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In yet another positive economic indicator, the Census Bureau released new data on Wednesday showing energizing news for the housing market.

The housing recovery surged in September, fueled by a rate of home building at its highest point since 2008. Housing starts in the U.S. grew by 15 percent from last month as 872,000 homes began construction. Additionally, building permits for privately-owned houses swelled by 11.6 percent relative to August, at an annual rate of 894,000.

Mortgage rates are now at record lows, and with the third round of quantitative easing (QE3) announced by the Federal Reserve last month — a plan to buy $40 billion in mortgage-backed  securities each month indefinitely — rates will likely remain low in the near future.

The latest report from the Department of Commerce is a boon to the labor market, which will likely see construction jobs slowly tick back to pre-recession numbers. Construction employment suffered particularly as a result of the housing bubble that popped in 2007.

Last week, JPMorgan Chief Executive Officer Jamie Dimon released a statement expressing newfound confidence in the recovery.

“Importantly, we believe the housing market has turned the corner,” he said. “In our Mortgage Banking business, we were encouraged that credit trends continued to modestly improve.”

Prior to the housing report, U.S. banks were already benefiting from the recovery. The Wall Street Journal wrote, “The recent pickup in home prices and the growing sense that housing has finally bounced off a bottom should increase lending activity.”

Given the huge contribution of real estate to the gross domestic product—as much as 18 percent—a stabilizing housing market has the potential to have significant effect on jobs and the economy.

The strong housing numbers are just the latest recent piece of good economic news; in October alone, unemployment fell to 7.8 percent, jobless claims dropped to their lowest level in four years, and consumer confidence rose to a five year high.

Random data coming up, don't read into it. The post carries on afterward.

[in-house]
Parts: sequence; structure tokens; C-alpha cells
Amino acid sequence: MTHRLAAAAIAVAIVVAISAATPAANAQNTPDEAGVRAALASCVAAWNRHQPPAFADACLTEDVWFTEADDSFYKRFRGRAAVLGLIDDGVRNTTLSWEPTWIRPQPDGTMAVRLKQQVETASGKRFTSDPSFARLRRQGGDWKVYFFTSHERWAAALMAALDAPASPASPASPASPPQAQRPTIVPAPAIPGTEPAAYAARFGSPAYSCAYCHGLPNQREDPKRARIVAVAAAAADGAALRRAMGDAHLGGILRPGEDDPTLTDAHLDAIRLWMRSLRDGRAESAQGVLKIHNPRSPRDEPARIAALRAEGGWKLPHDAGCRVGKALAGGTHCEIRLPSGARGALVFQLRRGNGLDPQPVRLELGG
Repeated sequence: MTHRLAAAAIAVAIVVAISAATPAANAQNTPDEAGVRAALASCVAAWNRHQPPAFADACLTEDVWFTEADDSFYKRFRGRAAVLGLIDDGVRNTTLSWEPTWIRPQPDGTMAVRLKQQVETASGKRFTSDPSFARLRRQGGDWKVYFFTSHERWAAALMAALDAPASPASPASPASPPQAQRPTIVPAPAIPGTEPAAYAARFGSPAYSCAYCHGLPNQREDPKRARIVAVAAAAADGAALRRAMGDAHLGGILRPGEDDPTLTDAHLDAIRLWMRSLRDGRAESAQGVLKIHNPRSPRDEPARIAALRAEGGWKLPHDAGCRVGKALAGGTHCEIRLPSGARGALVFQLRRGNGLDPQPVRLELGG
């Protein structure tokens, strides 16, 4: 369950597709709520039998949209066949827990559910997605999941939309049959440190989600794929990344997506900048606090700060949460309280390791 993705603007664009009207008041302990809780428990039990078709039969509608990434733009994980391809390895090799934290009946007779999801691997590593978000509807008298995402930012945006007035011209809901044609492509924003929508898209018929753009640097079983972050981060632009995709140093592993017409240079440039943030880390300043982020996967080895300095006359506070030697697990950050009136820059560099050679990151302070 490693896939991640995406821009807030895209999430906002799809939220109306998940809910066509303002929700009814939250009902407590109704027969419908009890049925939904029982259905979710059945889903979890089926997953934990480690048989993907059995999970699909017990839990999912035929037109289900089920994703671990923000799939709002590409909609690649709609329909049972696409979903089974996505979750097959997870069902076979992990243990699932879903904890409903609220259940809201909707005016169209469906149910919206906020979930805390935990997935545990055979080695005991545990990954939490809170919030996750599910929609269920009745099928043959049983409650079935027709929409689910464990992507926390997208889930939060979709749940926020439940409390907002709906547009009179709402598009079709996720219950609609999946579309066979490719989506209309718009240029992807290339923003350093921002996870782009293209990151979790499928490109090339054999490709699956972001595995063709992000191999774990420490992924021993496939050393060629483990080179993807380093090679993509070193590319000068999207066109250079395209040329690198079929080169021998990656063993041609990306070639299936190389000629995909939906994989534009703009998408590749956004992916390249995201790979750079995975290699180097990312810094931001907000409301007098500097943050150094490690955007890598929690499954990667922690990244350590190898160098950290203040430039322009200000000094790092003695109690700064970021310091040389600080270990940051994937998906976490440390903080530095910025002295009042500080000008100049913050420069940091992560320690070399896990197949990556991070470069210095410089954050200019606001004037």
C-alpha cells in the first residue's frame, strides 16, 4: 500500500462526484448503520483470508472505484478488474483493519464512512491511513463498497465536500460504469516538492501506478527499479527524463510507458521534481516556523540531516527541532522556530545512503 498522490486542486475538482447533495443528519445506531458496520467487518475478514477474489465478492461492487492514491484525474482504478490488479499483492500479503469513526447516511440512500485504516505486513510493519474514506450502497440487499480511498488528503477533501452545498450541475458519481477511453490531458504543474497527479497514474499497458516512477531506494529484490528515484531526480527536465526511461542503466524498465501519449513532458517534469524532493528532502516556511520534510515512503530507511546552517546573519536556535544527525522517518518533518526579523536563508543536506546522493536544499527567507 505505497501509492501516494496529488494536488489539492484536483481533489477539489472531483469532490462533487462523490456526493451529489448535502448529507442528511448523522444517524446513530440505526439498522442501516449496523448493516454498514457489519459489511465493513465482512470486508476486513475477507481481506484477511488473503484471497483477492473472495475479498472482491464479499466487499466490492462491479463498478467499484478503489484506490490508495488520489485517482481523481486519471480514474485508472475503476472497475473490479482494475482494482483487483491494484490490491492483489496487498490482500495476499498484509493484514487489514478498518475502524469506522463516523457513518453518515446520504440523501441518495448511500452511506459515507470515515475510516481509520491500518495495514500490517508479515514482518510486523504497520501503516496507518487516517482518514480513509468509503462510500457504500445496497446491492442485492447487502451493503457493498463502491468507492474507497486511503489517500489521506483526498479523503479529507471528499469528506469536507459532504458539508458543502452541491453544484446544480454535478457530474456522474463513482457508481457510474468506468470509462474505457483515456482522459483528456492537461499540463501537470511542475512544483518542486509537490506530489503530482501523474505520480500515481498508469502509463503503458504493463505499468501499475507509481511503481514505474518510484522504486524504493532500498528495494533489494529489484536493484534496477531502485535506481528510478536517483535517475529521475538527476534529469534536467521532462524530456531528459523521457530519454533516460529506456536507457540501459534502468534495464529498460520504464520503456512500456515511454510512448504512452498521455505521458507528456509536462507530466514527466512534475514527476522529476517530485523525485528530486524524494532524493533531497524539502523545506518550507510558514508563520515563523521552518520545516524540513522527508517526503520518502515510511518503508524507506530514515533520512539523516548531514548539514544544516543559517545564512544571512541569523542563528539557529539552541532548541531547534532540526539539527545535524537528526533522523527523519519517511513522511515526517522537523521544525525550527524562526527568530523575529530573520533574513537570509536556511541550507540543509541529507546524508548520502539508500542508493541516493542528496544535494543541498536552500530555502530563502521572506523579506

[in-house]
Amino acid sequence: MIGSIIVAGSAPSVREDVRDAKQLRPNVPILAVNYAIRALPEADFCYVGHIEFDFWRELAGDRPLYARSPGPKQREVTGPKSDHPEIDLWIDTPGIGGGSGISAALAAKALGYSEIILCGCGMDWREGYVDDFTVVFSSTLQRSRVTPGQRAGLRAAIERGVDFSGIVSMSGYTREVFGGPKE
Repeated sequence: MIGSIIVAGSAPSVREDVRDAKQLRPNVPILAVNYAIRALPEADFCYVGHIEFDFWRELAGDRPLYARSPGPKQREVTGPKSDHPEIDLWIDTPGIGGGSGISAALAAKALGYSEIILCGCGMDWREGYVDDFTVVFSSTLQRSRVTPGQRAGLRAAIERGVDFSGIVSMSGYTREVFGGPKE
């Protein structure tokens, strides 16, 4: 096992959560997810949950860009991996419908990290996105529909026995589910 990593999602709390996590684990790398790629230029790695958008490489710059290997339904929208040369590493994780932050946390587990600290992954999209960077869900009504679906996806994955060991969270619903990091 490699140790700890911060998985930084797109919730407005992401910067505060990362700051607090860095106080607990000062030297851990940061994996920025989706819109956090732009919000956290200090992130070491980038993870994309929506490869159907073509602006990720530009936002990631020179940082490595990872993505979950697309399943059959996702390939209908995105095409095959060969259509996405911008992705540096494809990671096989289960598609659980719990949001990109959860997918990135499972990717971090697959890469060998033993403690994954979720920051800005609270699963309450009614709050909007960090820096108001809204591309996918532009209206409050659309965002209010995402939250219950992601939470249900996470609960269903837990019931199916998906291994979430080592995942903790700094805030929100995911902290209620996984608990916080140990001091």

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Sen. Ted Cruz

A group of lawyers has submitted a 15-page ethics complaint to the State Bar of Texas demanding an investigation of Senator Ted Cruz (R-TX) for his “leading role” in the far-reaching Republican effort to keep former President Trump in power despite his reelection loss.

The complaint — filed by the 65 Project, an organization of lawyers seeking to hold attorneys accountable for lending a hand in pro-Trump efforts to overturn the results of the 2020 elections — called for an examination of Cruz’s conduct in the weeks before Election Day in 2020 and on January 6, 2021, the day of the Capitol insurrection.

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The House Select Committee, a bipartisan congressional panel looking into the Capitol insurrection, sent a letter on Thursday requesting an interview with a House Republican, Rep. Barry Loudermilk (R-GA), who it said led a tour through parts of the Capitol complex on January 5, 2021 — the day before a pro-Trump mob stormed the halls of Congress.

In the letter to Loudermilk, the select committee’s chairman and vice-chairwoman, Reps. Bennie Thompson (D-MS) and Liz Cheney (R-WY), said the panel had seen evidence that “directly contradicts” the claim made by Republicans on the Committee on House Administration — “of which you’re a member” — that they had reviewed security footage of the days before the Capitol attack and concluded that “[t]here were no tours, no large groups, [and] no one with MAGA hats on.”

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